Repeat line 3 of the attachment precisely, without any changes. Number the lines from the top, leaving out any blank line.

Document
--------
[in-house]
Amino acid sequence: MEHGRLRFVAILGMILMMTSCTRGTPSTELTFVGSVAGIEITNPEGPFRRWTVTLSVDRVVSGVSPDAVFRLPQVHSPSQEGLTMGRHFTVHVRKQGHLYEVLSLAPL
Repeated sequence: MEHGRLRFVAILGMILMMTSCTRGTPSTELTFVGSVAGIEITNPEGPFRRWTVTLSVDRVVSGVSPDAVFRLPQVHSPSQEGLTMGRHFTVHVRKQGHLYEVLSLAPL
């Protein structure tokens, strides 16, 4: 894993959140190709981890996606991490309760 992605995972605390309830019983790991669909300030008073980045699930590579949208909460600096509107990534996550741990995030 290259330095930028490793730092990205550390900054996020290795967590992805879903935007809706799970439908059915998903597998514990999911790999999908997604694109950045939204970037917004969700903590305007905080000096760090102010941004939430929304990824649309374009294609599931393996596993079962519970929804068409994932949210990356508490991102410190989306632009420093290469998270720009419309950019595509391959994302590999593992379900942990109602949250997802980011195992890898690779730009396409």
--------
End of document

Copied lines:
Repeated sequence: MEHGRLRFVAILGMILMMTSCTRGTPSTELTFVGSVAGIEITNPEGPFRRWTVTLSVDRVVSGVSPDAVFRLPQVHSPSQEGLTMGRHFTVHVRKQGHLYEVLSLAPL